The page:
It’s entirely up to you how much abstraction you want to use in conjunction with Redux.
Mark Erikson

Sure, Redux is just a pattern for modifying your state, and it’s elegant in the sense that the way you do it is functional and pure and so on.

But that particular way of modifying state leads to writing a lot of functions that don’t really do anything. You switch on an action’s type, and return something.

Often it’s a combination of earlier state and whatever the action carried with it.

But what’s the benefit of doing that, compared to some other arrangement where you modify the same state in the same place, but more directly, without all the reducer boilerplate?

For example, I wrote my own little framework where I pass ‘messages’ that have a type and may carry data just like ‘actions’ in Redux.

I have a big old object that contains all the ‘State’ too. But I don’t have any reducers anywhere. Instead, some code receives a message that carries data and a string that points to where in the state object the data should go.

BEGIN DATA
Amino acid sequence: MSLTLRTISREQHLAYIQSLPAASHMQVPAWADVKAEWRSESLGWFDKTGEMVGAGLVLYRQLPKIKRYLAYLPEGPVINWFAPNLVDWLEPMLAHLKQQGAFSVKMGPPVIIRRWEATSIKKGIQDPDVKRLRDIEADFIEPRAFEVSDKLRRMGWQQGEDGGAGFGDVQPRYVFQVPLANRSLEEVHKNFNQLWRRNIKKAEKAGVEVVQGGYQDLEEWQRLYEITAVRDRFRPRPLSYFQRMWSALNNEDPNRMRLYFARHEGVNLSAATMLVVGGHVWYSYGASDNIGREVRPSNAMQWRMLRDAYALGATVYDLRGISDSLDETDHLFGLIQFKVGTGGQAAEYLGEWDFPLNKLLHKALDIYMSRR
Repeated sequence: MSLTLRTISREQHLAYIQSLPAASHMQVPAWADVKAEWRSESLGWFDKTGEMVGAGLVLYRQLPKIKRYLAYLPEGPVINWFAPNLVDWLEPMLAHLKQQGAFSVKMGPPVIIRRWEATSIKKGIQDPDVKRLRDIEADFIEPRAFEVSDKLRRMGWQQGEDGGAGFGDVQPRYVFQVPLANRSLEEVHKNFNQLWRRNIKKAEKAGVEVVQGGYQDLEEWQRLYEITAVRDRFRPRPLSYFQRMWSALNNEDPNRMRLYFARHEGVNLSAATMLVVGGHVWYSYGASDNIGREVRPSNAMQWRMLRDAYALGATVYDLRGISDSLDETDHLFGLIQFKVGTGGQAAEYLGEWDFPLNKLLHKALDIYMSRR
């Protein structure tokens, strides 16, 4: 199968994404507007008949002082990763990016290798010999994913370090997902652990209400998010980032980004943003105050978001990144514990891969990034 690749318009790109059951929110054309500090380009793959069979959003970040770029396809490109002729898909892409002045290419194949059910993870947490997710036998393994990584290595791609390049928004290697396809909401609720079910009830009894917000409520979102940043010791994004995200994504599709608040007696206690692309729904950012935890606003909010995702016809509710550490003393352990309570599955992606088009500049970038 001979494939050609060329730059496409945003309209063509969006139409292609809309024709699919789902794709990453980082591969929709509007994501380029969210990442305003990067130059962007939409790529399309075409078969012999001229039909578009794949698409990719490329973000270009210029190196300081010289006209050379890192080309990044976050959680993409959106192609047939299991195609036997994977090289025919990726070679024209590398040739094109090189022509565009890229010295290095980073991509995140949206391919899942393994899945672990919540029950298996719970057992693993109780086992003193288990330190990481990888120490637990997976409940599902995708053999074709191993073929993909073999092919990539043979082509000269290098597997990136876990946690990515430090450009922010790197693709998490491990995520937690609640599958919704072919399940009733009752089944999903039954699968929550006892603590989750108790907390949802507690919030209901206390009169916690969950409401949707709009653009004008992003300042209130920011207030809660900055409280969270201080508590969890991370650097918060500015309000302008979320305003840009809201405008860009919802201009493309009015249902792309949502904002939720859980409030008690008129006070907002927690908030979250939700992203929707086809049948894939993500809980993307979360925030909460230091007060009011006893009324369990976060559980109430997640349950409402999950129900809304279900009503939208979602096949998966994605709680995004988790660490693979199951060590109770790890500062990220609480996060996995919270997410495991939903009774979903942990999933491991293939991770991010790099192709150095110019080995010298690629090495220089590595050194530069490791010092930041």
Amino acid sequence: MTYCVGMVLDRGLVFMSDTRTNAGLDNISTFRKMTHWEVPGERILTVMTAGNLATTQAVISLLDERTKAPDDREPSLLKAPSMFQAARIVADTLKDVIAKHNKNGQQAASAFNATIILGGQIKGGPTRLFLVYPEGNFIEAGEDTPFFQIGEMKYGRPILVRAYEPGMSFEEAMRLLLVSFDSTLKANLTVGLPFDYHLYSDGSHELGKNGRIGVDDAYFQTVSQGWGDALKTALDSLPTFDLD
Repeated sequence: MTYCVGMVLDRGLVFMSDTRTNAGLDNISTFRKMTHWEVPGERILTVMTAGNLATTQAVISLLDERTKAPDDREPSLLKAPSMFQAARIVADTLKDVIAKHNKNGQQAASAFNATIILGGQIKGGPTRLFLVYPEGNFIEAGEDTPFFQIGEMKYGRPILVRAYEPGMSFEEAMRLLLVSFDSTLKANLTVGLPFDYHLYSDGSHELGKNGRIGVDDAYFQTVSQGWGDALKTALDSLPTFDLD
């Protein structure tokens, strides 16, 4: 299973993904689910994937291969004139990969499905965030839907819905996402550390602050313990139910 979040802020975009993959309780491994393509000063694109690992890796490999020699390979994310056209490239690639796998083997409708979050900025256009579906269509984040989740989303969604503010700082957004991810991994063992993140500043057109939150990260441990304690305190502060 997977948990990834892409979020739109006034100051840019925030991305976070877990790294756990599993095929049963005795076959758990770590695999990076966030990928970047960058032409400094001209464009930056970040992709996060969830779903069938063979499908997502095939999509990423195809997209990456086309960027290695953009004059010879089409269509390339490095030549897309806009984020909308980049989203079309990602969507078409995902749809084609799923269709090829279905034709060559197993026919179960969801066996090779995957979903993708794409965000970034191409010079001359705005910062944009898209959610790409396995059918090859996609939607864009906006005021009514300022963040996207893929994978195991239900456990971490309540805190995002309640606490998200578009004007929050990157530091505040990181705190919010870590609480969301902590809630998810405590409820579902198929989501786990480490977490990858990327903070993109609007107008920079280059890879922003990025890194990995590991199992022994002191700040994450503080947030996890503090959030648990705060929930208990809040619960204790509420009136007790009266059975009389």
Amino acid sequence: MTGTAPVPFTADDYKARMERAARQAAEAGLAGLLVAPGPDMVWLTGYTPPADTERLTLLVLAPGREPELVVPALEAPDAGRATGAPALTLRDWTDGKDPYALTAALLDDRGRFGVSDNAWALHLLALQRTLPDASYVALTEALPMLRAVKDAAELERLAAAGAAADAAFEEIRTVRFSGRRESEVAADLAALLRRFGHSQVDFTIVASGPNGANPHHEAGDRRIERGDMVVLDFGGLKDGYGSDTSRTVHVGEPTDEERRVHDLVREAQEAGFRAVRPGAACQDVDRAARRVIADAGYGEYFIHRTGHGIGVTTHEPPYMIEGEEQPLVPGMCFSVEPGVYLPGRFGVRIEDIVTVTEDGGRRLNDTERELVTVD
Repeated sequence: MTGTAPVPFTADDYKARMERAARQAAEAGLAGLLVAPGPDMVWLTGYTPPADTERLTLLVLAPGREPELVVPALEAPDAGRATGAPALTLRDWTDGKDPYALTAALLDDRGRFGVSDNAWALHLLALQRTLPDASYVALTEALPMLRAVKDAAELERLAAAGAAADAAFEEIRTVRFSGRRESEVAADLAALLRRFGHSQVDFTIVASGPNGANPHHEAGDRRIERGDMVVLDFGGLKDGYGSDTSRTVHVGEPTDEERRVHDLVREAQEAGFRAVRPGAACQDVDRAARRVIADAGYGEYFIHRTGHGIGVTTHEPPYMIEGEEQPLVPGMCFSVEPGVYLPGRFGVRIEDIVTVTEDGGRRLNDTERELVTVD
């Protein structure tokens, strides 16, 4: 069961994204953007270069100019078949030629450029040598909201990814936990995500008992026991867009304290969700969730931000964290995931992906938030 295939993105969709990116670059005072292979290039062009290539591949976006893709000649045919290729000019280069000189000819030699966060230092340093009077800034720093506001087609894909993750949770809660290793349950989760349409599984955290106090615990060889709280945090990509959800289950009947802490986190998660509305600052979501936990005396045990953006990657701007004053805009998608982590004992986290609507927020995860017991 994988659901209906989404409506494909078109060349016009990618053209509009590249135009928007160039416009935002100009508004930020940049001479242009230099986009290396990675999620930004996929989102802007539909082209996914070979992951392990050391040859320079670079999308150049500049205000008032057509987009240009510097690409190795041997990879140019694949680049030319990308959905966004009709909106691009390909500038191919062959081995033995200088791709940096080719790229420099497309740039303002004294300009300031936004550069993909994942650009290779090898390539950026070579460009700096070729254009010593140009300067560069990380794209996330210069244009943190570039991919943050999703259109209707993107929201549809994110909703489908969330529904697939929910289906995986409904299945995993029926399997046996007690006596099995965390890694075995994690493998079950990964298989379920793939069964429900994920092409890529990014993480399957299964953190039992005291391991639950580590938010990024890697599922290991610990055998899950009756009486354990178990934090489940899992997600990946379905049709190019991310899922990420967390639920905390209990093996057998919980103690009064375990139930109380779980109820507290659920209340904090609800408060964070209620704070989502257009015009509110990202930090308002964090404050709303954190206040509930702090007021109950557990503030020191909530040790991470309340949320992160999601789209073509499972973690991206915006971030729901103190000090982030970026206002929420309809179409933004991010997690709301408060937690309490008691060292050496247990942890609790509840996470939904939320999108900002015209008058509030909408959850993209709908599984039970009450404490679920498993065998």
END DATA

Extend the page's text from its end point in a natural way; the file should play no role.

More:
The state object is a tree-like structure of nested objects and values, of course, just like you might expect.

As far as I can tell, this approach has the same benefits as Redux, but without the boilerplate. State is modified in only one place, messages are handled sequentially so there are no race conditions etc, the way new data is merged is ‘immutable’ for the changed portion of the state structure, etc.

I’ve got a stream of messages and some code along the way that does stuff with them (or just passes them on without doing anything).

Anyhow, I don’t really know what to ramble about next, so I’ll just stop here.

Oh, one more thing. It’s seemed to me that ‘doing Redux’ is like _almost_ ‘doing streaming’. I think I’ve just taken things a bit further in terms of doing streaming. Streaming is good :)

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